The biotite granite of the Late Triassic EQP primarily consists of granite and the high-K calc-alkaline series, with SiO2 ranging from 72.29 wt% to 78.91 wt%, Al2O3 from 11.31 wt% to 15.06 wt%, TFeO from 0.56 wt% to 1.63 wt%, Na2O from 3.03 wt% to 4.56 wt%, K2O from 3.41 wt% to 5.59 wt% and CaO from 0.21 wt% to 1.14 wt% (Figures 5A,B). The samples also feature high levels of A/CNK, ranging from 0.99 to 1.30, indicating metaluminous to peraluminous characteristics (Figure 5C). The points almost belong to the field of highly fractionated calc-alkaline granite (HFCG) in Figure 5D.

The major and trace element compositions of the WQP (albitite granitic porphyry) and EQP (biotite granite) samples are listed in Supplementary Appendix B. Table. There are five samples from WQP and nine samples from EQP. All samples exhibit high concentrations of SiO2, ranging from 69.88 wt% to 79.27 wt%, and extremely low concentrations (<0.2 wt%) of TiO2, MnO, MgO, and P2O5.

The albitite granitic porphyry in WQP from the Late Triassic is mainly composed of granite and belongs to the high-K calc-alkaline series. The SiO2 content ranges from 69.88 wt% to 73.98 wt%, Al2O3 from 15.68 wt% to 18.59 wt%, TFeO from 0.26 wt% to 0.45 wt%, Na2O from 0.18 wt% to 6.03 wt%, K2O from 3.01 wt% to 4.78 wt%, and CaO from 1.10 wt% to 1.13 wt% (Figures 5A,B). The A/CNK ratio (molar Al2O3/(CaO + Na2O+ K2O)) is high, ranging from 1.11 to 1.64, indicating strongly peraluminous characteristics (Figure 5C). These values suggest an extremely high degree of fractionation (Figure 5D). The biotite granite of the Late Triassic EQP primarily consists of granite of the high-K calc-alkaline series. The SiO2 content ranges from 72.29 wt% to 78.91 wt%, Al2O3 from 11.31 wt% to 15.06 wt%, TFeO from 0.56 wt% to 1.63 wt%, Na2O from 3.03 wt% to 4.56 wt%, K2O from 3.41 wt% to 5.59 wt%, and CaO from 0.21 wt% to 1.14 wt% (Figures 5A,B). The A/CNK ratio ranges from 0.99 to 1.30, indicating metaluminous to peraluminous characteristics (Figure 5C). The data points mostly fall within the field of highly fractionated calc-alkaline granite (HFCG) in Figure 5D.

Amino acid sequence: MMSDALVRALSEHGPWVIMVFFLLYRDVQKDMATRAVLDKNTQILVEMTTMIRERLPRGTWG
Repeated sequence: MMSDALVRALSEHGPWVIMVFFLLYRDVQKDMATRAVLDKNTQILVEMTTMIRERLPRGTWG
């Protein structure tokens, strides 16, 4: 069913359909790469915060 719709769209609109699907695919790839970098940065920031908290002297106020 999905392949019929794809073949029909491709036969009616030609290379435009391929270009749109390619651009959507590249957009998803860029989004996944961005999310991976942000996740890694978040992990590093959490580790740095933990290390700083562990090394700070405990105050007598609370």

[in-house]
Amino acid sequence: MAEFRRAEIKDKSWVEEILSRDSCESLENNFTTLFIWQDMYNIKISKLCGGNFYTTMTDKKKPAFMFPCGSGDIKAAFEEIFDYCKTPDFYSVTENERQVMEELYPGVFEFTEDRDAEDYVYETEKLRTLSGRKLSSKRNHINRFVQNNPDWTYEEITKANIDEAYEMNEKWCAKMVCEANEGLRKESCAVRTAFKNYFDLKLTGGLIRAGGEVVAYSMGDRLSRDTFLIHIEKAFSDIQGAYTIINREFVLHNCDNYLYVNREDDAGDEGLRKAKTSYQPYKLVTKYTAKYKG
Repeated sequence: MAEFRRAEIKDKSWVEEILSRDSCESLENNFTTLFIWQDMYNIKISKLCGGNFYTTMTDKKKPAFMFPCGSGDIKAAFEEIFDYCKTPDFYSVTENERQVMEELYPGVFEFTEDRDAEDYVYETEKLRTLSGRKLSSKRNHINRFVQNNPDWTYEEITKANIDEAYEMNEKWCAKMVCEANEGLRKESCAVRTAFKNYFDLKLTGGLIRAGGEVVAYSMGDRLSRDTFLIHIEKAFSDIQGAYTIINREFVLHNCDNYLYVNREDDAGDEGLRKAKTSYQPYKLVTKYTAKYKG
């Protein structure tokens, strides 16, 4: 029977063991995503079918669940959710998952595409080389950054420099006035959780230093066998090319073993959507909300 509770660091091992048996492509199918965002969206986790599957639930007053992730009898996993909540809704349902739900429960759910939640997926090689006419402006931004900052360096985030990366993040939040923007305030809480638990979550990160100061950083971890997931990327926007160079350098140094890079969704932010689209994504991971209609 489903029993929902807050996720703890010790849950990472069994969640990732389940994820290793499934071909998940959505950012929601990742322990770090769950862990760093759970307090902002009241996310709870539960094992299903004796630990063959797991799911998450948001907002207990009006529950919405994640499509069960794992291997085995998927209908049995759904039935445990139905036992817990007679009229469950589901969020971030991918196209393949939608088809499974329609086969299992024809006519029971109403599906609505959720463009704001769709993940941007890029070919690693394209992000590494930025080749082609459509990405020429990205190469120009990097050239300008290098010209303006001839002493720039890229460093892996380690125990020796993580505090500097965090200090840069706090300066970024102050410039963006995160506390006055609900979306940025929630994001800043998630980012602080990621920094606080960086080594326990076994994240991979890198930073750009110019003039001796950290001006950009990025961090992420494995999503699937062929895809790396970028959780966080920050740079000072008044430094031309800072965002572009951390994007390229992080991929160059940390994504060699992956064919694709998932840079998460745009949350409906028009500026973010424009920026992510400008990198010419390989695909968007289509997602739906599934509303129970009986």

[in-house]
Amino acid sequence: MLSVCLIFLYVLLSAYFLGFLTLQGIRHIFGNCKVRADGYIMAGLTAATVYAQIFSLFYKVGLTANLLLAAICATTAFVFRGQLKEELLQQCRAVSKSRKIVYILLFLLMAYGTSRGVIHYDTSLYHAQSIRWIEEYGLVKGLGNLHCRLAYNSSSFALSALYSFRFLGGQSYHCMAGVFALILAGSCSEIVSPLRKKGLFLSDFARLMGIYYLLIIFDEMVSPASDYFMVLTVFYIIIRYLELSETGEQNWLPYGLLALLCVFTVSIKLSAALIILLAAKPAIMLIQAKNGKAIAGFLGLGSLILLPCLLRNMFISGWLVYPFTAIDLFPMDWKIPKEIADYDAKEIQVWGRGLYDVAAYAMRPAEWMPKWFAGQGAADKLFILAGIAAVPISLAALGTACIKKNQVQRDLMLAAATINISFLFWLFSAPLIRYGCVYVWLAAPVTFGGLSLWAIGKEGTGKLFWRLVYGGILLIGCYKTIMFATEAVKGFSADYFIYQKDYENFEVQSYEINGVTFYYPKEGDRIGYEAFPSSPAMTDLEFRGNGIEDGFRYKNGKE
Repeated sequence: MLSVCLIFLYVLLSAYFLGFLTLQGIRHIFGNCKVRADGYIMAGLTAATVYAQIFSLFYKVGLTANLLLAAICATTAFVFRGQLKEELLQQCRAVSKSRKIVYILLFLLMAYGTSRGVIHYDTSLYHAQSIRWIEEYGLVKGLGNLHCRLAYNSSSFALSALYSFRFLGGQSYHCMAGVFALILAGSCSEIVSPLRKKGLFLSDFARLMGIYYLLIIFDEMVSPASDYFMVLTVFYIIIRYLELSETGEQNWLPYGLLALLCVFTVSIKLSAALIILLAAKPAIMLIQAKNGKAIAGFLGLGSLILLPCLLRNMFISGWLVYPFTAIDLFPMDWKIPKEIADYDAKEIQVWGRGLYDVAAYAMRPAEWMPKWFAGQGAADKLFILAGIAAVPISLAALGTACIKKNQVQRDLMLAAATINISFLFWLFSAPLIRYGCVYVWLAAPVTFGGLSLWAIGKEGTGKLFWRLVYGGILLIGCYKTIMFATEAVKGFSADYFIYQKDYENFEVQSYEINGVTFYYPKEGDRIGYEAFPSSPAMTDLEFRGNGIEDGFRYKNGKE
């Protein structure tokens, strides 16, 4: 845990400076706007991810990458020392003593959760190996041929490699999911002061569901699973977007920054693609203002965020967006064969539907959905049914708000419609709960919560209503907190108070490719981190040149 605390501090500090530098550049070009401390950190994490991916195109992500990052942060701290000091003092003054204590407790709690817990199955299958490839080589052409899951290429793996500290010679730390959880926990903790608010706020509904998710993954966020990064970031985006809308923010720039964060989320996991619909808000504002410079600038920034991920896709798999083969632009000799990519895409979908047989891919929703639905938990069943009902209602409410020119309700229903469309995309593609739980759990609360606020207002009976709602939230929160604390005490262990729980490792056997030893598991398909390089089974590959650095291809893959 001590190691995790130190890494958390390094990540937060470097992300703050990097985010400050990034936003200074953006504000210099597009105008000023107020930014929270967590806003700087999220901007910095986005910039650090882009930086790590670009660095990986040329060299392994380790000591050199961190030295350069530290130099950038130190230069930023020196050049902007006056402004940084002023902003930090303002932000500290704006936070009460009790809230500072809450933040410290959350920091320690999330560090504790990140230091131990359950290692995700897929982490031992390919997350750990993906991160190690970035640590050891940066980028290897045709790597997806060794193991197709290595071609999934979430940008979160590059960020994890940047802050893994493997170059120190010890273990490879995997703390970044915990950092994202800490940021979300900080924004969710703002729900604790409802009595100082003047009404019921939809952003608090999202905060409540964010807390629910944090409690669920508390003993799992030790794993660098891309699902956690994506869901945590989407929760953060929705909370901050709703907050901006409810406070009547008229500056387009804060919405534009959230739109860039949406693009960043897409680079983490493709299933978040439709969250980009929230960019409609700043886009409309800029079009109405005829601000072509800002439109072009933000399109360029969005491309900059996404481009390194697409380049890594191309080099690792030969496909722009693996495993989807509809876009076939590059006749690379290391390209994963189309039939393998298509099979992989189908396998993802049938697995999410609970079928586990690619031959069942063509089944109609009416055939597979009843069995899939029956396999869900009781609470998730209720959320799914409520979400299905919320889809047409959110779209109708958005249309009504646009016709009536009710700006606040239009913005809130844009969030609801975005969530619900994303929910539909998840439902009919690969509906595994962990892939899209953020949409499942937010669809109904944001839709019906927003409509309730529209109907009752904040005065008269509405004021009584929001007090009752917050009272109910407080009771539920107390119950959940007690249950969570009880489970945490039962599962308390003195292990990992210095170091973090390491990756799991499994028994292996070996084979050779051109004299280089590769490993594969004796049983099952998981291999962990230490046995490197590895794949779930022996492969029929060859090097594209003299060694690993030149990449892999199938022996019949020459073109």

Based on the chondrite-normalized rare-earth element (REE) patterns shown in Figure 6A, the albitite granitic porphyry of WQP exhibits relatively lower ΣREE levels, ranging from 38.35 to 50.85. The REE patterns of this rock are weakly fractionated, indicated by (La/Yb)N values ranging from 1.50 to 1.92, and show strong negative Eu anomalies, with δEu values ranging from 0.03 to 0.05. On the other hand, the biotite granite of EQP demonstrates ΣREE values ranging from 37.61 to 260.17, with weakly fractionated REE patterns and (La/Yb)N values between 0.71 and 3.90. It also exhibits strong negative Eu anomalies, with δEu values ranging from 0.01 to 0.13. Although both plutons share similar rare-earth element distribution characteristics, the difference in their ΣREE and Eu anomalies may be attributed to distinct degrees of fractionation and other factors related to their geological history.

FIGURE 6
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FIGURE 6. (A) The rare Earth element patterns of the WQP and EQP are chondrite-normalized. (B) The trace element spider diagrams of the WQP and EQP are primitive mantle-normalized. The values for chondrite and primitive mantle normalization are obtained from Sun and McDonough (1989) (Sun and McDonough, 1989).